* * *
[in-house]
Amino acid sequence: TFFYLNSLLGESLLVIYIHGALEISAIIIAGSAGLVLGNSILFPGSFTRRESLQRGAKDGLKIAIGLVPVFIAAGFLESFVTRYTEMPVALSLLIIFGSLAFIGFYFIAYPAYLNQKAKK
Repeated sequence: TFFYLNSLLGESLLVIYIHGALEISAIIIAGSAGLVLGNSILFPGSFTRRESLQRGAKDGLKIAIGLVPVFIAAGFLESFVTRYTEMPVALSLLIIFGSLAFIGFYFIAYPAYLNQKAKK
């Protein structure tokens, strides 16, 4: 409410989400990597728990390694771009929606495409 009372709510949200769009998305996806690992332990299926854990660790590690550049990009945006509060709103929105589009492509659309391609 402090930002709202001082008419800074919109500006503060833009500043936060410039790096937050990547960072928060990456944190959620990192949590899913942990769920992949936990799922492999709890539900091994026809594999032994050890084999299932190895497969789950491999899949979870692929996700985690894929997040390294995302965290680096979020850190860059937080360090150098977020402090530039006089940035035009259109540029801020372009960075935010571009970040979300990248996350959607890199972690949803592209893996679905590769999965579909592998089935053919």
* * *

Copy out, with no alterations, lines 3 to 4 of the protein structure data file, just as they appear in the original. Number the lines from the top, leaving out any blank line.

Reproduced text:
Repeated sequence: TFFYLNSLLGESLLVIYIHGALEISAIIIAGSAGLVLGNSILFPGSFTRRESLQRGAKDGLKIAIGLVPVFIAAGFLESFVTRYTEMPVALSLLIIFGSLAFIGFYFIAYPAYLNQKAKK
């Protein structure tokens, strides 16, 4: 409410989400990597728990390694771009929606495409 009372709510949200769009998305996806690992332990299926854990660790590690550049990009945006509060709103929105589009492509659309391609 402090930002709202001082008419800074919109500006503060833009500043936060410039790096937050990547960072928060990456944190959620990192949590899913942990769920992949936990799922492999709890539900091994026809594999032994050890084999299932190895497969789950491999899949979870692929996700985690894929997040390294995302965290680096979020850190860059937080360090150098977020402090530039006089940035035009259109540029801020372009960075935010571009970040979300990248996350959607890199972690949803592209893996679905590769999965579909592998089935053919």